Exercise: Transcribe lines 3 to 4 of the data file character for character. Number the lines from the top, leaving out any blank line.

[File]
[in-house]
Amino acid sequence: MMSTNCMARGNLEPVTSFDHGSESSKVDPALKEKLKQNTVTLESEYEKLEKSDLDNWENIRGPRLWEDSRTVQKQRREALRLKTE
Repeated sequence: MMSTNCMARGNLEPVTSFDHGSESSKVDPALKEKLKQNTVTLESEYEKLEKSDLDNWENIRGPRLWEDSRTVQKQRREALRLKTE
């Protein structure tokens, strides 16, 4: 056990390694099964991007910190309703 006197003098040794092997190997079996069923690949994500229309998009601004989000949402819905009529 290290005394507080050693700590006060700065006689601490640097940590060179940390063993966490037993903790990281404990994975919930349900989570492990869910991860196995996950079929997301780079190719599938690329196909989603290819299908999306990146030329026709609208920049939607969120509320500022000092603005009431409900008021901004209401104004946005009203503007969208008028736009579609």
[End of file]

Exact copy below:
Repeated sequence: MMSTNCMARGNLEPVTSFDHGSESSKVDPALKEKLKQNTVTLESEYEKLEKSDLDNWENIRGPRLWEDSRTVQKQRREALRLKTE
């Protein structure tokens, strides 16, 4: 056990390694099964991007910190309703 006197003098040794092997190997079996069923690949994500229309998009601004989000949402819905009529 290290005394507080050693700590006060700065006689601490640097940590060179940390063993966490037993903790990281404990994975919930349900989570492990869910991860196995996950079929997301780079190719599938690329196909989603290819299908999306990146030329026709609208920049939607969120509320500022000092603005009431409900008021901004209401104004946005009203503007969208008028736009579609």